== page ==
An old Episcopal church now houses the Epiphany Center for the Arts. It opens in January, and the owner promises money will be raised to provide artistic opportunities to disadvantaged kids.
The transformation of a 19th century West Loop church into a concert hall, wedding and party destination, as well as arts center with stage, studio and gallery space for creatives of all sorts — is nearing completion.
There’s little else like the Epiphany Center for the Arts at 201 S. Ashland.
In the decommissioned sanctuary, pews have been removed to make room for up to 1,000 concert goers — or dozens of wedding tables, depending on the day — but the church has been largely been left intact.
There’s plenty to look at if attendees aren’t into whatever it is they’re attending. Vaulted ceilings, stained glass and other religious artwork are eye catching.
Pipes from a massive church organ flank the altar — where bands will begin performing in late January.
Two other spaces in adjoining buildings that once served as part of parish life will also double as event spaces, galleries and spaces for the performing arts.
Large rooms have been set aside as studio space for artists who work with their hands. An industrial sized kitchen will be available for the culinary arts.
Artists in residence have been selected to use the spaces as well as oversee lectures, conduct workshops, teach art classes and do gallery curation.
The Epiphany Center and its 42,000 square feet of space are a for-profit business.
But a non-profit fund is being established that will allow disadvantaged city kids to take part in its programming.
Though the concert hall will be ready to rock shortly after the new year, construction on much of the rest of the space, which will include a coffee shop, is slated for completion in early spring.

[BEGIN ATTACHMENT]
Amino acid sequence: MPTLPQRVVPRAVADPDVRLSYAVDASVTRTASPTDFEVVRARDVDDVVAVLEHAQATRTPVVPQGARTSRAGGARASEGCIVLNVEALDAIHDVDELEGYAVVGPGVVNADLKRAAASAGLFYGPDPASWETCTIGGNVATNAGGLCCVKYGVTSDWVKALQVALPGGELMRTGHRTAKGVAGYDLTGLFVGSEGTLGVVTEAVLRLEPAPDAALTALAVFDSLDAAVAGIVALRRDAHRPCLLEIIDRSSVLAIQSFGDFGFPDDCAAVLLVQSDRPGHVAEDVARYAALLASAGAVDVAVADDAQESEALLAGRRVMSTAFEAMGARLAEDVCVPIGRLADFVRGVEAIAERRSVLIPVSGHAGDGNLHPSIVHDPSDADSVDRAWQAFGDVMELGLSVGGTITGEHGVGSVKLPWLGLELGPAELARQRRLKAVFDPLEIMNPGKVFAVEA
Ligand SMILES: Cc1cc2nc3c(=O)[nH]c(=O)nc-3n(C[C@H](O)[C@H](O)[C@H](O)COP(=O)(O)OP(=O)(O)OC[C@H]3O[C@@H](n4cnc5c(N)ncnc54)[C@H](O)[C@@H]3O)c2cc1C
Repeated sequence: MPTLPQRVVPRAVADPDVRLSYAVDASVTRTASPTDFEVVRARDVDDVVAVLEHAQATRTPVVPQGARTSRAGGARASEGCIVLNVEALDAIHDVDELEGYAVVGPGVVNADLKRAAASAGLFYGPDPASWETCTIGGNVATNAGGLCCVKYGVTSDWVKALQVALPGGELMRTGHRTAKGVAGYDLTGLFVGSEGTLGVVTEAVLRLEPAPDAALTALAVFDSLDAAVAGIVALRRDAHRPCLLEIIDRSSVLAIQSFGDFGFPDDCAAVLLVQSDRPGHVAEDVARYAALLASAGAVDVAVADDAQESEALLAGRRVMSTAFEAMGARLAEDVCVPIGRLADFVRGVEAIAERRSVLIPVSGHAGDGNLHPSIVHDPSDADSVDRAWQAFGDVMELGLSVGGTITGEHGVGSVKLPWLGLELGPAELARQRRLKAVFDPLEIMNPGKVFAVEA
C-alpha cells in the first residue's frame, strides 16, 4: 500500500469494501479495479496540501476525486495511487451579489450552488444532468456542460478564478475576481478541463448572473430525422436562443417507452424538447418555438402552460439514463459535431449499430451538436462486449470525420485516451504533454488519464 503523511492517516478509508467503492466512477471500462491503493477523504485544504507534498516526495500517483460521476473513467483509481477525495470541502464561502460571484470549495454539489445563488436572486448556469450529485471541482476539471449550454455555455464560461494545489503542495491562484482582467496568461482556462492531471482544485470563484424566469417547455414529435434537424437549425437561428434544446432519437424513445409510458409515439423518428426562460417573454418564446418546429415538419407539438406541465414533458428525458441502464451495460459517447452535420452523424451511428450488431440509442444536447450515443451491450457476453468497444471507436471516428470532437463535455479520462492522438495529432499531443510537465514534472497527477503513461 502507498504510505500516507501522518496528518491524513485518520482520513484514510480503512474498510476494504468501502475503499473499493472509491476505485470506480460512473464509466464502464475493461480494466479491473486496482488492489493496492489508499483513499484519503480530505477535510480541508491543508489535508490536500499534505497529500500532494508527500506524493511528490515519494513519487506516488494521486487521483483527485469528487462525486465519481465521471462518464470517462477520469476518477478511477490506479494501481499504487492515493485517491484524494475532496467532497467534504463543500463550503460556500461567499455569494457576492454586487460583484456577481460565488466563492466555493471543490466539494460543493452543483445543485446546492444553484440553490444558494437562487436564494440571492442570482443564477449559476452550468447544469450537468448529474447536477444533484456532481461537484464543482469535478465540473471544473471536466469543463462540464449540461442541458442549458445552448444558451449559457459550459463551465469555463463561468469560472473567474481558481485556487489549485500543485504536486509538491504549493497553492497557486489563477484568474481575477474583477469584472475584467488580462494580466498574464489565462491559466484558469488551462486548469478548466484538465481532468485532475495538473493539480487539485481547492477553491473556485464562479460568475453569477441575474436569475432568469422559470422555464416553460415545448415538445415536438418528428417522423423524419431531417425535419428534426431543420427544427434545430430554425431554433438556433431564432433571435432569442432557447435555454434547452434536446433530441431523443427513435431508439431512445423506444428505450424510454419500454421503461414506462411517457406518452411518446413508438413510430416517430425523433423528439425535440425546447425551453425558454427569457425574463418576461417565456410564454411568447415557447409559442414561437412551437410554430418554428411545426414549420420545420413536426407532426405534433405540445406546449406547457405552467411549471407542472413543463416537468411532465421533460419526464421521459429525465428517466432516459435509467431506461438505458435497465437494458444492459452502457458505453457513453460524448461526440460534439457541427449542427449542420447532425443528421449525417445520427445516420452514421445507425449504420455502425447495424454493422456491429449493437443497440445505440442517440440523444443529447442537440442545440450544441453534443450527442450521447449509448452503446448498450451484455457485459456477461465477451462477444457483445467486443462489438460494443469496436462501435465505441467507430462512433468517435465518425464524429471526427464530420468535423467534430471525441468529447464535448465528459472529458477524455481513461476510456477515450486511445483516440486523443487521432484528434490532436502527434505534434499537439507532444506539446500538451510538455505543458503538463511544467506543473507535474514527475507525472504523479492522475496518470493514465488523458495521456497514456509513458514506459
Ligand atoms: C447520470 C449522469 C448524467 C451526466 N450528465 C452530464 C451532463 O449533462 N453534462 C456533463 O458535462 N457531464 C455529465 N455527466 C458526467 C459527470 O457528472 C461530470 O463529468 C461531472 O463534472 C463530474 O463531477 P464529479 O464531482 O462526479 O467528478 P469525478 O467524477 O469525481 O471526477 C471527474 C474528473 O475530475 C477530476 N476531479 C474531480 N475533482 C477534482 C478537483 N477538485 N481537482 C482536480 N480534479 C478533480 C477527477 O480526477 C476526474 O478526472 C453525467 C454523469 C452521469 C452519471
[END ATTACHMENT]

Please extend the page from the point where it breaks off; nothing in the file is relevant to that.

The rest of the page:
A massive basement, dubbed “The Catacombs,” will be part of the mix dedicated to art, partying and education, and there’s courtyard space, presided over by one particularly cragged, aged tree, with a massive fire pit.
Epiphany Center is the vision of real estate developer David Chase and his wife, Kimberly Rachal, who previously ran a decorative art glass business. The two were married in the church in 1996, and they live about a block away.
The project has become their passion. And one they hope the community will be proud of.
“That we’re able to repurpose what was a place for people to congregate for their own spiritual and mental well-being and put it back into service for a similar purpose, that’s what I’m most proud about,” Chase said.
“We’ve retained the character of all the historic elements, and we are preserving that as such.”
Chase and several longtime real estate partners poured $15 million into buying and fixing up the property.
“The idea is to preserve, not restore,” he said.
Various artisans worked on windows and doors as Chase provided a tour recently.
“So yeah, man, it’s a lot of fun,” he said of the process while walking through the church basement that will soon host cocktail parties and house music concerts.
“The first time I came down here I used a broom handle to shove away the cobwebs and make a path,” he said with a laugh.